Last month we had the distinct pleasure of gathering with many in the London wine trade and tasting through the latest vintage of Penfolds top releases, including the flagship Grange. Though we will not publicly pass judgement on the wines we tasted until they are formally released, we thought now would be an appropriate time to write a bit about the history of Australia’s most famous winery.
Penfolds is one of the country’s oldest producers, tracing its roots to the height of the colonial era in Australia. Founded in 1844 when Dr Christopher Rawson and Mary Penfold purchased the Magill estate outside of Adelaide, it was initially planted with vines to produce tonic wine to Supply Rawson’s medical surgery. The medical surgery was situated in a purpose built stone cottage known even then as “The Grange.”
The reputation of the surgery and the affiliated wine grew so rapidly that in less than 40 years Penfolds was responsible for a third of the country’s wine production and by the century’s end, the wines could be found around the globe in every outpost of the British Empire.
“For all the changes on the Aussie fine wine scene, Penfolds remains at the top of the pyramid.”
The wine at the time was largely fortified and sweet, often in a style similar to Port, but one year Max Schubert (Penfolds first Chief Winemaker) undertook a journey to Spain in the 1940s to learn how to make sherry-style wines. A fateful side-trip to Bordeaux invigorated a passion for dry red table wines and the dream that would become “Grange” was born.
The first vintage of Grange, 1951, is a watershed year for Australian wine, but at the time the significance of what Schubert had created was largely unappreciated. Penfolds’ management saw the wine as a commercial failure and instructed their impetuous winemaker to cease production in 1957.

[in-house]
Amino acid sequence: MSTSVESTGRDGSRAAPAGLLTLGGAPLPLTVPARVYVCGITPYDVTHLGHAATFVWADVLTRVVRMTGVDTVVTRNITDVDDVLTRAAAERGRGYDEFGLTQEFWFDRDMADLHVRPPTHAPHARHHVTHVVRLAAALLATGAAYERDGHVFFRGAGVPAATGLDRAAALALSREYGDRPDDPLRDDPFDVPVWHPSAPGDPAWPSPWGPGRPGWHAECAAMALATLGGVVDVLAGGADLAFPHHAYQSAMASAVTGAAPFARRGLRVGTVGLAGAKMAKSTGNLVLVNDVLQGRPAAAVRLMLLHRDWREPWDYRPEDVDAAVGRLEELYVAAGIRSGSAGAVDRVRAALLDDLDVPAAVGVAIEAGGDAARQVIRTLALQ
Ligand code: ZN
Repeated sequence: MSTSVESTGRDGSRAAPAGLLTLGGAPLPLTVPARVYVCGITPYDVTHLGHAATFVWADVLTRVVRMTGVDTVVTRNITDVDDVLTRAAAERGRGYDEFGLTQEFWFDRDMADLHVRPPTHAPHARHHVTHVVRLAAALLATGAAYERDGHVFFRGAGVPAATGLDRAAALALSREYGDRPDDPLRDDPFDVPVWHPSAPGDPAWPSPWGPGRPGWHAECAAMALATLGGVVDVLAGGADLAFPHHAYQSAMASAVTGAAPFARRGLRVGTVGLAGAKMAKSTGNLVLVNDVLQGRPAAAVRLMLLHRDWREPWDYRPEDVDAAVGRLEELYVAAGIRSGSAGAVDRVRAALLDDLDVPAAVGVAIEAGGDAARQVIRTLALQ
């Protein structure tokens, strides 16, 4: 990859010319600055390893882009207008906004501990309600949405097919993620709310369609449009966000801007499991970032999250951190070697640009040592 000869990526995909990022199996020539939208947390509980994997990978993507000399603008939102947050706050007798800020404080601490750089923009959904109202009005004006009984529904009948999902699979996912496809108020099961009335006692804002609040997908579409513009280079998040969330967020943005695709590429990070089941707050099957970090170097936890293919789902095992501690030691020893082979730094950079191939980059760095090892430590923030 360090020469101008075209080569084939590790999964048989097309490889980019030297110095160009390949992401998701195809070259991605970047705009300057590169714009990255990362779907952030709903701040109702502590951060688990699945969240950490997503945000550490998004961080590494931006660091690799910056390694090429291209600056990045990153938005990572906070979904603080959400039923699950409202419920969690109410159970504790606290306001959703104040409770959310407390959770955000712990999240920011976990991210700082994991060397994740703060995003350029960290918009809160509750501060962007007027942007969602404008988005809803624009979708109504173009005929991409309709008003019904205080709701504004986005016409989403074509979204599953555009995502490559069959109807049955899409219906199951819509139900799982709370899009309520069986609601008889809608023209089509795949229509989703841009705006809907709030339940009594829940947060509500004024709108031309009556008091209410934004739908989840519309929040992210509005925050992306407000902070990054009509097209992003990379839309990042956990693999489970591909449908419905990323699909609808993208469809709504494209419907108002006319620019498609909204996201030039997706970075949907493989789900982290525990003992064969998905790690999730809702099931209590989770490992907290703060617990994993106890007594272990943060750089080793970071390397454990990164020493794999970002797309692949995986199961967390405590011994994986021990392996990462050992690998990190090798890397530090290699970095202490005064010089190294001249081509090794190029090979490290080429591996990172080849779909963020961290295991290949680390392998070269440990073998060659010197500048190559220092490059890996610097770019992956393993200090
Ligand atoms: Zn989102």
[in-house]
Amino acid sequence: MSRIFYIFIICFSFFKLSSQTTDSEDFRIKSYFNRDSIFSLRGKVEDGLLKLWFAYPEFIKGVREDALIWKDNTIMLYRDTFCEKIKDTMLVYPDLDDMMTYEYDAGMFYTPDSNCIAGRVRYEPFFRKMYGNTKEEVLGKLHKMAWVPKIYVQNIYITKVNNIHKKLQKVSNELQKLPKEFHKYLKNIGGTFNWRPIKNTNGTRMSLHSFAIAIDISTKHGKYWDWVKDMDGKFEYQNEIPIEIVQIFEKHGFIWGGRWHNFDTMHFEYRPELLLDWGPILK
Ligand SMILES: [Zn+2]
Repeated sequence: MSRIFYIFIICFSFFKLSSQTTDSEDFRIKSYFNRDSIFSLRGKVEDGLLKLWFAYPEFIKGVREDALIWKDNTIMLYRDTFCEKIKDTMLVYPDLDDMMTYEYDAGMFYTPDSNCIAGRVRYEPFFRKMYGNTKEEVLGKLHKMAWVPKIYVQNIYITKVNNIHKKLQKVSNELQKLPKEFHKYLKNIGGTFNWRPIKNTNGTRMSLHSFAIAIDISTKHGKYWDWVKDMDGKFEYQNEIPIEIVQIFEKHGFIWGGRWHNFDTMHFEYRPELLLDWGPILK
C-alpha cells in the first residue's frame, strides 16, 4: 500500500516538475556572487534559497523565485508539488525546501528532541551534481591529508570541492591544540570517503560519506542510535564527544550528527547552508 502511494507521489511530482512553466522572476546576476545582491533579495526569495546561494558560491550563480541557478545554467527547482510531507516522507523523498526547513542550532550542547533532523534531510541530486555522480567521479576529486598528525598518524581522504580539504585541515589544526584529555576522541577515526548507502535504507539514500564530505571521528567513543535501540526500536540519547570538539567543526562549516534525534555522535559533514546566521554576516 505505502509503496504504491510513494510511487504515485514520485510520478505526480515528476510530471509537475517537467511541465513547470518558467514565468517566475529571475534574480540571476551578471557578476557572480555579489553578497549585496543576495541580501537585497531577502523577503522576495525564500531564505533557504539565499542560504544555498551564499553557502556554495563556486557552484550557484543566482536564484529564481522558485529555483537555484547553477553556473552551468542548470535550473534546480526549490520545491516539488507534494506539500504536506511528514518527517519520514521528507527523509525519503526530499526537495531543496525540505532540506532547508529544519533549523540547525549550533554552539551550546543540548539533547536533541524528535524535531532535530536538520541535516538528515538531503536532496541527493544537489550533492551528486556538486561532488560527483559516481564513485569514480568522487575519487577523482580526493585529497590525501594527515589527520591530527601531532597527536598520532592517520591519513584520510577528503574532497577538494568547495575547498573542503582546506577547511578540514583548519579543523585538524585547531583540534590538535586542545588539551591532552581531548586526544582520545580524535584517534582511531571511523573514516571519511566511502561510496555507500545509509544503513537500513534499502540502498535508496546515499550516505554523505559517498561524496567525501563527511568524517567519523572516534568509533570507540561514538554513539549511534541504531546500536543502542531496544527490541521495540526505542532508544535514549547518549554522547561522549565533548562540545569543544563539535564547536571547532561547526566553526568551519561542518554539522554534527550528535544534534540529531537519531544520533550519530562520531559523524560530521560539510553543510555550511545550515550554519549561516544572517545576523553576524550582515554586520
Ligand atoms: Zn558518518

Undeterred, he made the following two vintages in secret, evidently inspired by the wine gods. Over the intervening years, the initial releases came into their drinking windows and collectors the world over sought them out. With the label’s commercial prospects on the rise, the directors ordered him to resume, blissfully unaware that he never stopped!
Over the years to come Penfolds expanded the range of wines and added the now much-beloved St. Henri and the rest of the extensive Bin Series, as well as more budget-friendly wines. Present winemaker Peter Gago has overseen the transition of Penfolds into a modern era of Australian wine that is more competitive than ever, with wineries challenging the status of Grange as the country’s finest wine.
Yet for all the changes on the Aussie fine wine scene, they remain at the top of the pyramid as the country’s bona-fide first growth.
If you're a Penfolds lover, be sure to keep an eye out for the upcoming release of Grange!